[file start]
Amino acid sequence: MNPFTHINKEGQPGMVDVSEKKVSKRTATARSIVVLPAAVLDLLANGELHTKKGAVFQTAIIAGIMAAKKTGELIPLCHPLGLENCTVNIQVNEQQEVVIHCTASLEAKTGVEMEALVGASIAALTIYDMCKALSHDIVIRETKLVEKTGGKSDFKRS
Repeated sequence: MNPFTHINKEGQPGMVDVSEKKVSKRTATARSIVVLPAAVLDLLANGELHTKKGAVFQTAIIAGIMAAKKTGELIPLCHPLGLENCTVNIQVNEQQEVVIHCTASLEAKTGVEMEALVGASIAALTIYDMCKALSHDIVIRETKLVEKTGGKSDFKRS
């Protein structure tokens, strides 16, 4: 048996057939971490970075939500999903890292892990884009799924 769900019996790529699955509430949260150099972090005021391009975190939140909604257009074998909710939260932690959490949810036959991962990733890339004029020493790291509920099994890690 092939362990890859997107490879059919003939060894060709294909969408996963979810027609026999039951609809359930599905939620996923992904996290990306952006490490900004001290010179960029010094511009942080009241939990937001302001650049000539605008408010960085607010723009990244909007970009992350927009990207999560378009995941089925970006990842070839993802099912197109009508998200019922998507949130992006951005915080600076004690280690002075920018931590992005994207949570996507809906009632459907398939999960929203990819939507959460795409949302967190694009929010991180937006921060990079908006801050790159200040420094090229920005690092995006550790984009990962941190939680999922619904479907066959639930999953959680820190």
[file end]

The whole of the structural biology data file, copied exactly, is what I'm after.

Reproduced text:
Amino acid sequence: MNPFTHINKEGQPGMVDVSEKKVSKRTATARSIVVLPAAVLDLLANGELHTKKGAVFQTAIIAGIMAAKKTGELIPLCHPLGLENCTVNIQVNEQQEVVIHCTASLEAKTGVEMEALVGASIAALTIYDMCKALSHDIVIRETKLVEKTGGKSDFKRS
Repeated sequence: MNPFTHINKEGQPGMVDVSEKKVSKRTATARSIVVLPAAVLDLLANGELHTKKGAVFQTAIIAGIMAAKKTGELIPLCHPLGLENCTVNIQVNEQQEVVIHCTASLEAKTGVEMEALVGASIAALTIYDMCKALSHDIVIRETKLVEKTGGKSDFKRS
């Protein structure tokens, strides 16, 4: 048996057939971490970075939500999903890292892990884009799924 769900019996790529699955509430949260150099972090005021391009975190939140909604257009074998909710939260932690959490949810036959991962990733890339004029020493790291509920099994890690 092939362990890859997107490879059919003939060894060709294909969408996963979810027609026999039951609809359930599905939620996923992904996290990306952006490490900004001290010179960029010094511009942080009241939990937001302001650049000539605008408010960085607010723009990244909007970009992350927009990207999560378009995941089925970006990842070839993802099912197109009508998200019922998507949130992006951005915080600076004690280690002075920018931590992005994207949570996507809906009632459907398939999960929203990819939507959460795409949302967190694009929010991180937006921060990079908006801050790159200040420094090229920005690092995006550790984009990962941190939680999922619904479907066959639930999953959680820190």